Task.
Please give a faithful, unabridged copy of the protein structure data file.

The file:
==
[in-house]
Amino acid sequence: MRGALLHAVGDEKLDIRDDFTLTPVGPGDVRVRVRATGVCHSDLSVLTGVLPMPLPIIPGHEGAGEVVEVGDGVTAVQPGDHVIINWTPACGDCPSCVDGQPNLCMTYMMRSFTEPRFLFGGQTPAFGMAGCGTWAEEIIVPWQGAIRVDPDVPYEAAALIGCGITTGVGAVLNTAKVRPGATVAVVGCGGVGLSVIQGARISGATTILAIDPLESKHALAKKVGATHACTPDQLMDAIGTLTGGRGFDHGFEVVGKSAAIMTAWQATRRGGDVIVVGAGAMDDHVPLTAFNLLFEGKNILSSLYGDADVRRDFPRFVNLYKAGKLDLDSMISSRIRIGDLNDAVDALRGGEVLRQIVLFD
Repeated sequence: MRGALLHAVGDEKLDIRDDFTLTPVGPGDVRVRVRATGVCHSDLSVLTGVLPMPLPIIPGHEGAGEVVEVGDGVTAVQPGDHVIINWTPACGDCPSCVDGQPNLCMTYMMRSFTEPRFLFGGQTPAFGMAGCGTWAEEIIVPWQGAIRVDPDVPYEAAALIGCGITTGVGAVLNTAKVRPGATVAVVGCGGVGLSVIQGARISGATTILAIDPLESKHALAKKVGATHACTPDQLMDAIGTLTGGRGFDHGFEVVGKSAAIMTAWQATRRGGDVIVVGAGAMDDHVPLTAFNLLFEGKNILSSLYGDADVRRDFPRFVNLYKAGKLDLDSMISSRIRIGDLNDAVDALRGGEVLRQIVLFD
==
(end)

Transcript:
[in-house]
Amino acid sequence: MRGALLHAVGDEKLDIRDDFTLTPVGPGDVRVRVRATGVCHSDLSVLTGVLPMPLPIIPGHEGAGEVVEVGDGVTAVQPGDHVIINWTPACGDCPSCVDGQPNLCMTYMMRSFTEPRFLFGGQTPAFGMAGCGTWAEEIIVPWQGAIRVDPDVPYEAAALIGCGITTGVGAVLNTAKVRPGATVAVVGCGGVGLSVIQGARISGATTILAIDPLESKHALAKKVGATHACTPDQLMDAIGTLTGGRGFDHGFEVVGKSAAIMTAWQATRRGGDVIVVGAGAMDDHVPLTAFNLLFEGKNILSSLYGDADVRRDFPRFVNLYKAGKLDLDSMISSRIRIGDLNDAVDALRGGEVLRQIVLFD
Repeated sequence: MRGALLHAVGDEKLDIRDDFTLTPVGPGDVRVRVRATGVCHSDLSVLTGVLPMPLPIIPGHEGAGEVVEVGDGVTAVQPGDHVIINWTPACGDCPSCVDGQPNLCMTYMMRSFTEPRFLFGGQTPAFGMAGCGTWAEEIIVPWQGAIRVDPDVPYEAAALIGCGITTGVGAVLNTAKVRPGATVAVVGCGGVGLSVIQGARISGATTILAIDPLESKHALAKKVGATHACTPDQLMDAIGTLTGGRGFDHGFEVVGKSAAIMTAWQATRRGGDVIVVGAGAMDDHVPLTAFNLLFEGKNILSSLYGDADVRRDFPRFVNLYKAGKLDLDSMISSRIRIGDLNDAVDALRGGEVLRQIVLFD